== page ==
Beyond raw talent • Another Utah influence on Morley has been Craig Jessop, now dean of Utah State University's Caine College of the Arts. Jessop was conductor for Morley's first Carnegie Hall appearance, as soprano soloist for a national high-school choral festival performance with the Orchestra of St. Luke's.

Jessop first heard Morley's voice when she was a Utah teenager and says he was "just blown away." He offered Morley precious encouragement at that time toward a life that could encompass a world-class music career and a family. Now Jessop takes pride in what she has accomplished.

"She is the combination of not only a phenomenal natural talent, but the intellectual power that makes for great artistry," Jessop said. "Quite honestly, this is just the beginning of a long and important career as a singer."

The acceleration of that career hasn't changed Morley's dedication to the principles ingrained in her Utah home, but her worldview has expanded.

Adding another dimension • "Something I enjoy about all of this is that I get to meet people who are different from me," Morley said. "I think that enhances my life as a person and as a performer. As long as people don't ask me to be different from who I am, and who I want to be, I have not found that to be a problem."

Morley's career paused briefly when she gave birth to baby daughter Maria last March. She sang throughout most of the pregnancy, covering a demanding role at Opéra National de Paris during her second trimester.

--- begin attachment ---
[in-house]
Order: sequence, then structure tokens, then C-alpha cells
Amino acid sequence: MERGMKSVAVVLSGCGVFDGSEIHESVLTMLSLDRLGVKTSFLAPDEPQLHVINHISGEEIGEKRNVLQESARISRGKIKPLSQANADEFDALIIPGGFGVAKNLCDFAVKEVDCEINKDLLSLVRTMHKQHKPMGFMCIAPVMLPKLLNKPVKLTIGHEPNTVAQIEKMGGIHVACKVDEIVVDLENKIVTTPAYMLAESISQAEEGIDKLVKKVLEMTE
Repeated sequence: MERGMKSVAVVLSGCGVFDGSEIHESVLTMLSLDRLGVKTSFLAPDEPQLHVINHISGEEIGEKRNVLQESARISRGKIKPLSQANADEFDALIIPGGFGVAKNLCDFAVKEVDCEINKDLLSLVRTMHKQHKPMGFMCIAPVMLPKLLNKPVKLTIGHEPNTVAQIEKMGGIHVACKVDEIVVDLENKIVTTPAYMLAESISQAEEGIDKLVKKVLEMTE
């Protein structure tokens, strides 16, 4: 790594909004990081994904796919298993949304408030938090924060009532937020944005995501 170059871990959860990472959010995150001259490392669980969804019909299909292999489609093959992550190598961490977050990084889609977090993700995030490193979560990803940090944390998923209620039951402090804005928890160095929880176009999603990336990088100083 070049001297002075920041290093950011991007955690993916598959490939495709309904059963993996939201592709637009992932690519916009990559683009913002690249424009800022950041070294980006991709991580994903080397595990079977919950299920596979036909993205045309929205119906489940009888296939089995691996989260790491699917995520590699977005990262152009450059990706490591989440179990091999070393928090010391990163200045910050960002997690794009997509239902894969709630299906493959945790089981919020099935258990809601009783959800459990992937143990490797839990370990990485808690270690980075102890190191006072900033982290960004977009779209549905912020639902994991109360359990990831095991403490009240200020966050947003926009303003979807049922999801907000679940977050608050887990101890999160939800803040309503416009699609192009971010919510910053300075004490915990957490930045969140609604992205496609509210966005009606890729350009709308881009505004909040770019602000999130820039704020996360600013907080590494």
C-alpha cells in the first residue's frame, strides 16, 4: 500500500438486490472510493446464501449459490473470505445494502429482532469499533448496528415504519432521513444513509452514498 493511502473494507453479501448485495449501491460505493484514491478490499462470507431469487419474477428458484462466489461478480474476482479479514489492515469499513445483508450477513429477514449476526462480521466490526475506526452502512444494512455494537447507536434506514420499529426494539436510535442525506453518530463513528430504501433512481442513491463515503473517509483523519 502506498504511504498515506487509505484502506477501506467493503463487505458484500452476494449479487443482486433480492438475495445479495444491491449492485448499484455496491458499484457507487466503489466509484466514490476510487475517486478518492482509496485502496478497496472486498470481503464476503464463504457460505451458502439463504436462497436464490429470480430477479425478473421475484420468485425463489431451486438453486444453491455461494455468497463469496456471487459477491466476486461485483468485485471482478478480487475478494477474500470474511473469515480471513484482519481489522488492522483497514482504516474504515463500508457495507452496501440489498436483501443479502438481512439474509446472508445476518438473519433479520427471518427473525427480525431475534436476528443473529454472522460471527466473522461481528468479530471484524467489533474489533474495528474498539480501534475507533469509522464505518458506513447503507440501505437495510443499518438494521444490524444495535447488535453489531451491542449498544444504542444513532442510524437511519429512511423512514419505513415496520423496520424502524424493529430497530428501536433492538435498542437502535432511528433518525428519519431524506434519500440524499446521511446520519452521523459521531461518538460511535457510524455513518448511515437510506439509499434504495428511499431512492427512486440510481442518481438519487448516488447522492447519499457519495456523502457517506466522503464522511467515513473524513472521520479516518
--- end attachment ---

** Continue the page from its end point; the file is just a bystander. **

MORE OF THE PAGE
Morley worked to strengthen her singing muscles after a Caesarean delivery and quickly resumed her career, thanks to the help of a supportive husband. Having a new baby taught her that music isn't everything.

"She is the greatest accomplishment I have on my list," Morley said of Maria. "What a wonderful dimension motherhood brings to this art. And the same is true vice versa!"

John and Erin Morley now live in Charlottesville, Va., where he teaches law at the University of Virginia. Erin Morley plans to continue her career, balancing it with her family life.

"She loves that little girl so much," said Elizabeth Palmer, Erin's mother. "But she would not be a happy woman if she did not continue to sing. I think she should, and she knows it, too."

On the Virtuoso concert, Morley will sing a program similar to the what she will perform at Carnegie Hall in February with the same piano accompanist, Vlad Iftinca: works of Haydn, Poulenc, Rossini, Schumann, Barber and Rachmaninoff.

"This program is very special to Vlad and me," she said. "We've worked on many of these pieces for years together. He is a genius vocal collaborator, and I am always honored to make music with him." —

Singing her way home

The University of Utah's Virtuoso Series presents soprano Erin Morley in concert. Pianist Vlad Iftinca, of the Metropolitan Opera music staff, is her accompanist.

When • Thursday, Nov. 3, at 7:30 p.m.

Where • Libby Gardner Concert Hall, 1375 E. Presidents Circle, U. campus, Salt Lake City

Tickets • $25; $5 for students; free to U. students with ID; 801-581-7100 or